Jack Ryan Amazon series

Carlton Cuse was on a Television Critics Association panel for his FX series The Strain and we had an interview with Cuse and The Strain author and executive producer Chuck Hogan. During the interview, we asked Cuse about his Jack Ryan TV series for Amazon, which would star John Krasinski as the CIA analyst of Tom Clancy’s novels. Cuse revealed that the show began as a straight adaptation of Clear and Present Danger.

“We started working on an adaptation on Clear and Present Danger and then decided it just felt dated,” Cuse said. “It really led to this revelation that the thing that defined Tom Clancy was that his thrillers were very much geopolitical thrillers of the moment. They really tapped into something that was going on in the world, so we’re doing an ISIS/ISIL type story. It feels very much connected to what’s happening in the world right now.”  Read More »

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Dog Eat Dog trailer

Paul Schrader and Nicolas Cage‘s previous collaboration didn’t go so well. The Cold Dying of the Light was taken from the director, butchered and then dumped into theaters. Schrader and Cage disowned the film, a mess that actually features a pretty good performance from Cage. To avoid repeating the same experience twice, they made sure to make their next film under the right circumstances. With Dog Eat Dog, Schrader has final cut, so, unlike The Cold Dying of the Light, this darkly comedic crime thriller is a genuine Paul Schrader film.

Below, watch the Dog Eat Dog international trailer.

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I.T. trailer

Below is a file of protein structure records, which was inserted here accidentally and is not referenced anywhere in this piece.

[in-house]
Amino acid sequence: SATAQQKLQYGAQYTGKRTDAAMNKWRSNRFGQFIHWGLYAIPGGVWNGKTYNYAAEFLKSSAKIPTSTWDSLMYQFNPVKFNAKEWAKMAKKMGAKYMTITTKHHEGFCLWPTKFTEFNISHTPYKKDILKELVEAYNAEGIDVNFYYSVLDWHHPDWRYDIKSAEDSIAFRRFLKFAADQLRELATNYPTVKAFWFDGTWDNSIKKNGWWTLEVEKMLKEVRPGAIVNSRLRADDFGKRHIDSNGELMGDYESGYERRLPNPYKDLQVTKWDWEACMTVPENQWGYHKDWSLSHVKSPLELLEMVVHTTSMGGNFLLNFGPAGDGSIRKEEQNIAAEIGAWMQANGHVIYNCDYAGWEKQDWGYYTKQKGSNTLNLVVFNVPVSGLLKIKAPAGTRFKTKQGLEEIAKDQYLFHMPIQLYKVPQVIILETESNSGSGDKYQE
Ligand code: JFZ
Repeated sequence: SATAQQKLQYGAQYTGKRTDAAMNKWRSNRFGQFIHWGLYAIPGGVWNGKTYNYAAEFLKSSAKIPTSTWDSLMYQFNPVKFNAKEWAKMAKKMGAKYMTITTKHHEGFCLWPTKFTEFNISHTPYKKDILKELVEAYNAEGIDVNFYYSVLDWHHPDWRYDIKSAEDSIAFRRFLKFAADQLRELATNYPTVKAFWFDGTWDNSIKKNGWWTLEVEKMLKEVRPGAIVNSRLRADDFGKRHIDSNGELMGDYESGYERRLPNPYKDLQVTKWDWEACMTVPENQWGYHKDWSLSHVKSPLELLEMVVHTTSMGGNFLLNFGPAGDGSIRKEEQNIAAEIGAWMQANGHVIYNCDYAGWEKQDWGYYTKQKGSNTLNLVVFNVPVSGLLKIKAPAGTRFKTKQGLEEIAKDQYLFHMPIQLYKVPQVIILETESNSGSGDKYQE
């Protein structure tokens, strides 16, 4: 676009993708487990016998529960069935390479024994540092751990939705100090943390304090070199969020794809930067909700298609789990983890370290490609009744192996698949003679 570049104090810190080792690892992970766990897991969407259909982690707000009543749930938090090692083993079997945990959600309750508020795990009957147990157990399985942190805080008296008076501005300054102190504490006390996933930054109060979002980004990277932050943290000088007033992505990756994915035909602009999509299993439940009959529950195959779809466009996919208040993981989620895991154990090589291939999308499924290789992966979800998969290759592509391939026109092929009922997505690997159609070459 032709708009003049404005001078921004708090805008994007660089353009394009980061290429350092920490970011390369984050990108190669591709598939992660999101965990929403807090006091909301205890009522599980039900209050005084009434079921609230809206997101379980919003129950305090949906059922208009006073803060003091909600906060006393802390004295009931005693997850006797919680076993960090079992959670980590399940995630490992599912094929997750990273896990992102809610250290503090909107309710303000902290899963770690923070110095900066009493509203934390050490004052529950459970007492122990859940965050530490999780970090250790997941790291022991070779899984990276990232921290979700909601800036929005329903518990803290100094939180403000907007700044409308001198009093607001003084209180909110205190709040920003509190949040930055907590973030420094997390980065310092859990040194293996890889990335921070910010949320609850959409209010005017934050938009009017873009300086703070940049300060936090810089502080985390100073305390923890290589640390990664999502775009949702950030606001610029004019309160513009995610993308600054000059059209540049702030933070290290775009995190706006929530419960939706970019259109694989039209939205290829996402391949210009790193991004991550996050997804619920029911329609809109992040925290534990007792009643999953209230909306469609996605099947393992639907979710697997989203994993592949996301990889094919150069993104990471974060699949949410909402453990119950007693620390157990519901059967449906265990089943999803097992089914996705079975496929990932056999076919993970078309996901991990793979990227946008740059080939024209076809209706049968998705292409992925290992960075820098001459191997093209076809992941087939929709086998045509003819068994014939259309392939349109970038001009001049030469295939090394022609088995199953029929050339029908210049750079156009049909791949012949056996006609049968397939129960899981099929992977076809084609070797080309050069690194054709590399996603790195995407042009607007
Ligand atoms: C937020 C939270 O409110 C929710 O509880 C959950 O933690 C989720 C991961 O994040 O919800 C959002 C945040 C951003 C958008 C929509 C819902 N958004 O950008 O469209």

Pierce Brosnan‘s post-James Bond career is an endless source of fascination. Sure, he’s done his fair share of the expected “aging action hero” junk like The November Man and Survivor, but he’s at his most interesting when he’s teetering on the edge of his cool-and-composed onscreen persona. He was a bright spot of lunacy in the otherwise turgid No Escape, an inspired comic presence in Edgar Wright’s The World’s End, and the snippets we’ve seen of his performance in the upcoming drug thriller Urge look like my kind of bonkers. I’ll on board the modern Pierce Brosnan train, especially if he derails the whole thing near Crazy Town.

And that brings us to the I.T. trailer, a very silly-looking techno-thriller that’s all about an aging family man doing battle with a young hacker/computer expert who uses his skills to take over a family’s smart home and make their lives a living hell. Have you ever seen one of your parents yell at their new-fangled iPad or internet router? Consider this the natural extension of that primal conflict.

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UNTITLED JOEL EDGERTON PROJECT

Last year Jennifer Lawrence was circling the lead role in Red Sparrow. A deal must’ve been made because now Joel Edgerton is in talks join her and director Francis Lawrence (The Hunger Games sequels) on the project. The thriller — which at one point interested David Fincher and Rooney Mara — is based on retired C.I.A. officer Jason Matthews‘ spy novel.

Below, learn more about the potential Joel Edgerton Red Sparrow project.

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‘Death Note’ Adds Willem Dafoe as Death God

Willem Dafoe